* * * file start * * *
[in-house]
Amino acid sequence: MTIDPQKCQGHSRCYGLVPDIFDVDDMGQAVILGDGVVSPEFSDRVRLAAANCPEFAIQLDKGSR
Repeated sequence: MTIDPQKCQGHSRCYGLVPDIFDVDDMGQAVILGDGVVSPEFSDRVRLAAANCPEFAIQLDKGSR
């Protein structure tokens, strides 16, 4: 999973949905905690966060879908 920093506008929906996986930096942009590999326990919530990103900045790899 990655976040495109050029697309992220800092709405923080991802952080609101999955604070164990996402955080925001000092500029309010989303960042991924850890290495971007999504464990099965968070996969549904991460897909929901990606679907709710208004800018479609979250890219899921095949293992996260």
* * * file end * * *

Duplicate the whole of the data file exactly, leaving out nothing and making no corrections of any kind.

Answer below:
[in-house]
Amino acid sequence: MTIDPQKCQGHSRCYGLVPDIFDVDDMGQAVILGDGVVSPEFSDRVRLAAANCPEFAIQLDKGSR
Repeated sequence: MTIDPQKCQGHSRCYGLVPDIFDVDDMGQAVILGDGVVSPEFSDRVRLAAANCPEFAIQLDKGSR
């Protein structure tokens, strides 16, 4: 999973949905905690966060879908 920093506008929906996986930096942009590999326990919530990103900045790899 990655976040495109050029697309992220800092709405923080991802952080609101999955604070164990996402955080925001000092500029309010989303960042991924850890290495971007999504464990099965968070996969549904991460897909929901990606679907709710208004800018479609979250890219899921095949293992996260």